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Sometimes houses have a history.

The median age of owner-occupied homes in the U.S. is a surprising 37 years old. In that time, any number of toxins could build up in a home. On top of that, older homes sometimes were built with materials that contained toxins—for example, asbestos or lead-based paints.

How do buyers protect themselves from buying a house with toxic problems? Do sellers have a duty to disclose toxins in the home?

Keep reading to find out. 

Types of Toxins in the Home

There are several types of toxins that can be present in a home. Many of them won’t be readily visible to home buyers when they do a walk-through. Some hidden toxins won’t even be readily apparent to a home inspector when they do an inspection.

However, a good inspector will know what signs to watch for or recommend tests that should be performed to ensure a particular home is a safe place for people to live.

Here are some common toxins that you should be on the lookout for.

Lead-Based Paint

Breathing the dust from lead-based paint poses a hazard to human health. However, up until 1978, when it was outlawed, it was commonly used in residential homes. 

This hazard is so concerning that federal law requires sellers to disclose any knowledge of lead-based paint on the property. Information about lead-based paint must be given to any buyer looking at a home built before 1978. 


Asbestos is a carcinogen that often appears in insulation in homes built before about 1975. It also appears in a few other materials, such as vinyl or tile floors, up until 1981. Asbestos fibers are dangerous to breathe, and damaged insulation that may contain asbestos should be removed and disposed of by professionals. 

Because of the danger, you may wonder if it is legal to sell a house with asbestos. It is, but the appropriate paperwork must accompany the sale. 


How do people who don’t smoke get lung cancer? One of the ways is from breathing radon gas. It is the second leading cause of lung cancer behind cigarette smoke.

When naturally-occurring radioactive metals like uranium, radium, or thorium break down, they give off the radioactive radon gas. You can be exposed to radon anywhere, and if you have high levels of it in your home and are continually breathing it, your health could be at risk. 

Radon gas testing is the only way to find out the gas levels in a home you’re looking to buy. 

Carbon Monoxide

Carbon monoxide is a gas given off by burning fuels that can displace the oxygen in the body. This leads to carbon monoxide poisoning, which can be deadly if the person doesn’t get to fresh air quickly.

What makes carbon monoxide so dangerous is that it is colorless, odorless, and tasteless. In other words, the first indications that you are breathing carbon monoxide is when you start to feel the effects of the poisoning.

Common sources of carbon monoxide in the home are:

  • Water heaters
  • Furnaces
  • Boilers
  • Wood stoves
  • Fireplaces
  • Grills
  • Power tools

Cars are a significant source of carbon monoxide. If you have an attached garage, avoid running vehicles in it to prevent carbon monoxide building up in the home.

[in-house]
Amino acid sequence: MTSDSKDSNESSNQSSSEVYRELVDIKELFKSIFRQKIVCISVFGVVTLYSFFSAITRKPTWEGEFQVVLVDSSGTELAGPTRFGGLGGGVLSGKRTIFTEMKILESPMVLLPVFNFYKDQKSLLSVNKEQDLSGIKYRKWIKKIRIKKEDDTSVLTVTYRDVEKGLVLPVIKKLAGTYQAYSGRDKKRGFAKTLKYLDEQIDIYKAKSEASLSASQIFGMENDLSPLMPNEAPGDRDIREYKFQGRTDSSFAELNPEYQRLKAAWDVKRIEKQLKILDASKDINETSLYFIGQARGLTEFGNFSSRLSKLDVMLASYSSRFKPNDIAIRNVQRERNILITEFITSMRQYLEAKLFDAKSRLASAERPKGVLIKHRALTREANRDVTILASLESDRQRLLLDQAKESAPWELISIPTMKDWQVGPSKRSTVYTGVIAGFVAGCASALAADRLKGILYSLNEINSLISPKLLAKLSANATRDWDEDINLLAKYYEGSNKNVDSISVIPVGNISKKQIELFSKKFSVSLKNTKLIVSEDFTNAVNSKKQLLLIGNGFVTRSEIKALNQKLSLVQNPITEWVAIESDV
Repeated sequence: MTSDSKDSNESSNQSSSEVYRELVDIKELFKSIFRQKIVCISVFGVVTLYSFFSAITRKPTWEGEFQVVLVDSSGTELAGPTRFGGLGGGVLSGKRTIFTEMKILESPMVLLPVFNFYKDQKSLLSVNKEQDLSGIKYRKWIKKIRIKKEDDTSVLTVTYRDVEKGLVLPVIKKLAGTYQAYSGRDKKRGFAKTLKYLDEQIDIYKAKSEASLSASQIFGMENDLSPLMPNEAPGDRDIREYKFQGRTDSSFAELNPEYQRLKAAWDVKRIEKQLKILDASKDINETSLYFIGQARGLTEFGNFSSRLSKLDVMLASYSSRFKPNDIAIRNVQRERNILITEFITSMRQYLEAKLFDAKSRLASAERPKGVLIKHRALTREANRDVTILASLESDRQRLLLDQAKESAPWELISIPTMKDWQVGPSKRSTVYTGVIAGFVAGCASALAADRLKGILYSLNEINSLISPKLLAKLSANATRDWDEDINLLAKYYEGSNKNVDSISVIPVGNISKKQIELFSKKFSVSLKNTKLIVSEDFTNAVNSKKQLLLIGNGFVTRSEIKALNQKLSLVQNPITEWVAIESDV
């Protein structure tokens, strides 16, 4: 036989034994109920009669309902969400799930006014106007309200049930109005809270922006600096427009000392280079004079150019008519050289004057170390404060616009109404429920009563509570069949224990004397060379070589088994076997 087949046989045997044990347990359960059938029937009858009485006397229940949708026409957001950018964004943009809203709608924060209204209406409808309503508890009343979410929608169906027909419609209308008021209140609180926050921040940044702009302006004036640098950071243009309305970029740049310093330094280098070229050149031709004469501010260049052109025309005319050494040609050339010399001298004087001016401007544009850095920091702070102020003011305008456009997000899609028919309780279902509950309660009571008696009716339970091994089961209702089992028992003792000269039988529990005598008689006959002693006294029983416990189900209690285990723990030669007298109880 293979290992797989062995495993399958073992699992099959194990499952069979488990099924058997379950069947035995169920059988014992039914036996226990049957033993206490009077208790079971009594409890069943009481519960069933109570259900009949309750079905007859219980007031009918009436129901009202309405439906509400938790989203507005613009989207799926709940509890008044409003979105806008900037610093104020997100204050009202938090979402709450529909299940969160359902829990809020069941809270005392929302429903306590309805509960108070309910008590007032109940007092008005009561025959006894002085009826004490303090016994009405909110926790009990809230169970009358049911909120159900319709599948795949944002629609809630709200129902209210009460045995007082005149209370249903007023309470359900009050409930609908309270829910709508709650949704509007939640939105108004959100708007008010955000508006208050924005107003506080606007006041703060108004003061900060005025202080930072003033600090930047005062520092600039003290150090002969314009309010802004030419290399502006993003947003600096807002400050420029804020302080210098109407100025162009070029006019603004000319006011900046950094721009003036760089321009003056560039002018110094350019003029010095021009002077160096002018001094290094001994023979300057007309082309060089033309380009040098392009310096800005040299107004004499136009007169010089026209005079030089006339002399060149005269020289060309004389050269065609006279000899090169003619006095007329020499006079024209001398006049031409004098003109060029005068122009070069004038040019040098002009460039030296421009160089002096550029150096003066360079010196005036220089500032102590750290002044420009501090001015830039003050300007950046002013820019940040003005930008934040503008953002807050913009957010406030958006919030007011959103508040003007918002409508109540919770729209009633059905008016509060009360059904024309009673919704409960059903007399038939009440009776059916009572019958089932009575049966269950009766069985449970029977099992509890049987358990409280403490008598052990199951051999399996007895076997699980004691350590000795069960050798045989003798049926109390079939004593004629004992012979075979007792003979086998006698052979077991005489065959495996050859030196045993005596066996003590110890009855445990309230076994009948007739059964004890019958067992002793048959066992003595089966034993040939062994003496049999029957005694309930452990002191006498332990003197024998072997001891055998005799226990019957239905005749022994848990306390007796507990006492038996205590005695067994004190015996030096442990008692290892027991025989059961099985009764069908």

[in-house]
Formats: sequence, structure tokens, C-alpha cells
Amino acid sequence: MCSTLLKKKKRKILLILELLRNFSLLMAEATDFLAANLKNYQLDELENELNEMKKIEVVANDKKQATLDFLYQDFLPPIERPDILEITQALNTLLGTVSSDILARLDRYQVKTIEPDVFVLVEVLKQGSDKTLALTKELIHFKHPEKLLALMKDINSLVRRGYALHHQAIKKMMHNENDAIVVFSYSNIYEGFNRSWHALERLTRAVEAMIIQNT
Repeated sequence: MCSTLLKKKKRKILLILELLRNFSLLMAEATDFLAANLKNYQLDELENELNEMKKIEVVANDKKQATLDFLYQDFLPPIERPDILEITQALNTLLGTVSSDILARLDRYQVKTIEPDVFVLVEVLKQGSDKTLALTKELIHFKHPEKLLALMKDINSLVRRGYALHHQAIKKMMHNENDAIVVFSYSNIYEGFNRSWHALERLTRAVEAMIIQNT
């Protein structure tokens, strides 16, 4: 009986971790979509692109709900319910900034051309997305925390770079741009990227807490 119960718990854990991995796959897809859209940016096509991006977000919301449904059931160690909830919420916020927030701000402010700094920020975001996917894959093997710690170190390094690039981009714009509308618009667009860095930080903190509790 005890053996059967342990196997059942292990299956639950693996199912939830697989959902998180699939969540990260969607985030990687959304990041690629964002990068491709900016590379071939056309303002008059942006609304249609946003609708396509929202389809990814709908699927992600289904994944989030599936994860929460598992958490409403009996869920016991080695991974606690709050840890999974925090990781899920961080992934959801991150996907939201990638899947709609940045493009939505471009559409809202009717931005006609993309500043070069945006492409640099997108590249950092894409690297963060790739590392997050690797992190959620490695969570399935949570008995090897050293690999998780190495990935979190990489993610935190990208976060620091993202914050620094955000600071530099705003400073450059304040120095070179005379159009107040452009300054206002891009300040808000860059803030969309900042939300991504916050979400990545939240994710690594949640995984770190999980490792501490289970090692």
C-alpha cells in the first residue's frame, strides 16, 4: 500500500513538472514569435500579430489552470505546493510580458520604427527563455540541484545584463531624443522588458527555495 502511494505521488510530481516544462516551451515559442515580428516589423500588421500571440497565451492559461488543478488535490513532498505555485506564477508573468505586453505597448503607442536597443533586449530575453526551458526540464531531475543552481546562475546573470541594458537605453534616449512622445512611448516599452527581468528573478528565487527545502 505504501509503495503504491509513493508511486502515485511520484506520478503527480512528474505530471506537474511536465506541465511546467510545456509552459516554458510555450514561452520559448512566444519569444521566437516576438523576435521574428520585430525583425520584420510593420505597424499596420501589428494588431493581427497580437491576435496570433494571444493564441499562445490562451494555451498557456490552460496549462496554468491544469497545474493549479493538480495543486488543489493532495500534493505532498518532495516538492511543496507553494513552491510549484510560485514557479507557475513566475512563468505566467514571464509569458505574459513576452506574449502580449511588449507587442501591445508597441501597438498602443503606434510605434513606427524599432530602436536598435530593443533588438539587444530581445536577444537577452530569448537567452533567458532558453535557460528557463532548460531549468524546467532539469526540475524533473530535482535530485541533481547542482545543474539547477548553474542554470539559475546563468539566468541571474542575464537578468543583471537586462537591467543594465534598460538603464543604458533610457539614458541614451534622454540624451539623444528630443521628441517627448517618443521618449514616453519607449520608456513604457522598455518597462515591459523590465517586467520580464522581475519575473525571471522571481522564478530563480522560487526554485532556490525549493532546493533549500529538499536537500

The best way to protect from carbon monoxide poisoning is to install carbon monoxide detectors in the home.


Mold is a huge problem in many areas of the country, but particularly in the most humid sections.

Any time a home is damp, whether it be from a leak or an ongoing moisture problem, mold can grow. Breathing molds spores leads to allergy-like symptoms for some people. It can also contribute to young children developing asthma.

Toxic black mold can be particularly problematic for people with allergies.

Do Sellers Have a Duty to Disclose?

Now that we’ve gone over some of the hazards that may be present in a potential home, do sellers have a duty to disclose them?

It depends.

All states require sellers to disclose certain defects or toxins in the home. However, the rules vary from state to state. You should be familiar with the regulations in your state, so you know which questions to ask. Some states don’t require sellers to disclose information voluntarily but must answer truthfully when asked. 

For example, some states require sellers to disclose whether somebody has died on the property due to a violent crime. Others don’t have this requirement, but if the buyer asks explicitly, the seller must respond truthfully. It’s also a good idea for sellers to volunteer information even if they aren’t legally required. Buyers may find out through some other means and start to wonder if the seller is hiding anything else.

Many states have requirements to disclose most of the hazards we’ve already mentioned. Sellers may also have to disclose if the property was ever used as a methamphetamine lab, has ever had water damage, or there is an active pest infestation. Some states also require sellers to list any repairs they’ve made to the property. 

Changes made without permits, drainage problems, easements, and boundary disputes are a few other common things that must be disclosed. 

Finding Out Your Potential New Home’s History

No home will be 100% perfect. Even newer homes can have problems that can have a significant effect on your health or your pocketbook.

As a buyer, you need to be aware of whatever problems you may be taking on. Sellers have a duty to disclose toxins in the home, but sometimes there may be problems they don’t know about.

Ordering a professional home inspection before signing on the dotted line is the best way to protect yourself as a buyer. A home inspector will not only be looking for things that need to be repaired, but also any hazards that are present in the home.

Don’t ever spend hundreds of thousands of dollars on a new home without knowing what you’re getting yourself into. Contact us to schedule a home inspection for your potential purchase today!